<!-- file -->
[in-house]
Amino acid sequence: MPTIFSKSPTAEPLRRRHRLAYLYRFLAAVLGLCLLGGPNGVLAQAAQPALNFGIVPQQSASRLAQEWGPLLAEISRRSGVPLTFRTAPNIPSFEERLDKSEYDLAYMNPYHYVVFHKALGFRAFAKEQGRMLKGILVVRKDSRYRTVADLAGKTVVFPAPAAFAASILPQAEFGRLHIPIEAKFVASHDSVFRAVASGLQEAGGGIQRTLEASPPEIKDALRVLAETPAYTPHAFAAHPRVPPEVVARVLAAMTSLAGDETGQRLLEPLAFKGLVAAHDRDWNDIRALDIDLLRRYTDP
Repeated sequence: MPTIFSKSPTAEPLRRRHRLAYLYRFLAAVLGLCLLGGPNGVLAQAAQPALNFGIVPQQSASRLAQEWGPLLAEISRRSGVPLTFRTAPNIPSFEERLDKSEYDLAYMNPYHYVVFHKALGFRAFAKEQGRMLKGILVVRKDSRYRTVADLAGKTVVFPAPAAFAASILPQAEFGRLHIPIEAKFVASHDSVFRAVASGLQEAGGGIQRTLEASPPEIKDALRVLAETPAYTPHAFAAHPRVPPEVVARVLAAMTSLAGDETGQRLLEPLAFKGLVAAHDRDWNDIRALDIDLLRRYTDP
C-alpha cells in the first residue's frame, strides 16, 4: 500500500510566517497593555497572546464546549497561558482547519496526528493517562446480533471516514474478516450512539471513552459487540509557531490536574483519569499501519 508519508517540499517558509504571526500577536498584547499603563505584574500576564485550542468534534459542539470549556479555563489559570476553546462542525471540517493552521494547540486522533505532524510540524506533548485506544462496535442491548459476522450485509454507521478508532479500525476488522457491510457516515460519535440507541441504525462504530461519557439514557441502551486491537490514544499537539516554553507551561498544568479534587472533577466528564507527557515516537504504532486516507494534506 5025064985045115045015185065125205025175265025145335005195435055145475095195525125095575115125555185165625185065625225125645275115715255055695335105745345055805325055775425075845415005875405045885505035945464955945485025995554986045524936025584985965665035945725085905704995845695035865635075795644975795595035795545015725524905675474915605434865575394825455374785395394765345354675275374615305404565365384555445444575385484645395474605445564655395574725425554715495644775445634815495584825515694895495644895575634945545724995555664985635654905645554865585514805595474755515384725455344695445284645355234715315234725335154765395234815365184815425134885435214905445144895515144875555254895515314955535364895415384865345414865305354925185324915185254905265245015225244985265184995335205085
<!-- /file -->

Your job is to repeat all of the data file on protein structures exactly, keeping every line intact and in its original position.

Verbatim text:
[in-house]
Amino acid sequence: MPTIFSKSPTAEPLRRRHRLAYLYRFLAAVLGLCLLGGPNGVLAQAAQPALNFGIVPQQSASRLAQEWGPLLAEISRRSGVPLTFRTAPNIPSFEERLDKSEYDLAYMNPYHYVVFHKALGFRAFAKEQGRMLKGILVVRKDSRYRTVADLAGKTVVFPAPAAFAASILPQAEFGRLHIPIEAKFVASHDSVFRAVASGLQEAGGGIQRTLEASPPEIKDALRVLAETPAYTPHAFAAHPRVPPEVVARVLAAMTSLAGDETGQRLLEPLAFKGLVAAHDRDWNDIRALDIDLLRRYTDP
Repeated sequence: MPTIFSKSPTAEPLRRRHRLAYLYRFLAAVLGLCLLGGPNGVLAQAAQPALNFGIVPQQSASRLAQEWGPLLAEISRRSGVPLTFRTAPNIPSFEERLDKSEYDLAYMNPYHYVVFHKALGFRAFAKEQGRMLKGILVVRKDSRYRTVADLAGKTVVFPAPAAFAASILPQAEFGRLHIPIEAKFVASHDSVFRAVASGLQEAGGGIQRTLEASPPEIKDALRVLAETPAYTPHAFAAHPRVPPEVVARVLAAMTSLAGDETGQRLLEPLAFKGLVAAHDRDWNDIRALDIDLLRRYTDP
C-alpha cells in the first residue's frame, strides 16, 4: 500500500510566517497593555497572546464546549497561558482547519496526528493517562446480533471516514474478516450512539471513552459487540509557531490536574483519569499501519 508519508517540499517558509504571526500577536498584547499603563505584574500576564485550542468534534459542539470549556479555563489559570476553546462542525471540517493552521494547540486522533505532524510540524506533548485506544462496535442491548459476522450485509454507521478508532479500525476488522457491510457516515460519535440507541441504525462504530461519557439514557441502551486491537490514544499537539516554553507551561498544568479534587472533577466528564507527557515516537504504532486516507494534506 5025064985045115045015185065125205025175265025145335005195435055145475095195525125095575115125555185165625185065625225125645275115715255055695335105745345055805325055775425075845415005875405045885505035945464955945485025995554986045524936025584985965665035945725085905704995845695035865635075795644975795595035795545015725524905675474915605434865575394825455374785395394765345354675275374615305404565365384555445444575385484645395474605445564655395574725425554715495644775445634815495584825515694895495644895575634945545724995555664985635654905645554865585514805595474755515384725455344695445284645355234715315234725335154765395234815365184815425134885435214905445144895515144875555254895515314955535364895415384865345414865305354925185324915185254905265245015225244985265184995335205085